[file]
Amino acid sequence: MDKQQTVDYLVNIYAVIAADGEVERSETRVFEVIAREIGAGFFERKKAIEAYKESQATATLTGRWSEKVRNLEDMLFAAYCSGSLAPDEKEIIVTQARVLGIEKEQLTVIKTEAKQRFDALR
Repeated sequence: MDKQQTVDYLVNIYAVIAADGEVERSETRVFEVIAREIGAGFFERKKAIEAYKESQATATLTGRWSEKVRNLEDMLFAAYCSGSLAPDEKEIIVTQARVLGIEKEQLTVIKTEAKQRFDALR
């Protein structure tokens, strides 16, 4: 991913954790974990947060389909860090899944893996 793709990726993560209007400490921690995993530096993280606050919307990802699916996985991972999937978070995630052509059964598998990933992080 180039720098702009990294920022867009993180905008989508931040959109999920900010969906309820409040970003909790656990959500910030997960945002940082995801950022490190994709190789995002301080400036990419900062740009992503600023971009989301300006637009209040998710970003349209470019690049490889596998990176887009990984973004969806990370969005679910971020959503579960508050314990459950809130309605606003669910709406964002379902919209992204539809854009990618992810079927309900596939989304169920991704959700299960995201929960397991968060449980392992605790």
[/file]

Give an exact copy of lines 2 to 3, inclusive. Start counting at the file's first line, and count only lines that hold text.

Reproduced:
Repeated sequence: MDKQQTVDYLVNIYAVIAADGEVERSETRVFEVIAREIGAGFFERKKAIEAYKESQATATLTGRWSEKVRNLEDMLFAAYCSGSLAPDEKEIIVTQARVLGIEKEQLTVIKTEAKQRFDALR
């Protein structure tokens, strides 16, 4: 991913954790974990947060389909860090899944893996 793709990726993560209007400490921690995993530096993280606050919307990802699916996985991972999937978070995630052509059964598998990933992080 180039720098702009990294920022867009993180905008989508931040959109999920900010969906309820409040970003909790656990959500910030997960945002940082995801950022490190994709190789995002301080400036990419900062740009992503600023971009989301300006637009209040998710970003349209470019690049490889596998990176887009990984973004969806990370969005679910971020959503579960508050314990459950809130309605606003669910709406964002379902919209992204539809854009990618992810079927309900596939989304169920991704959700299960995201929960397991968060449980392992605790």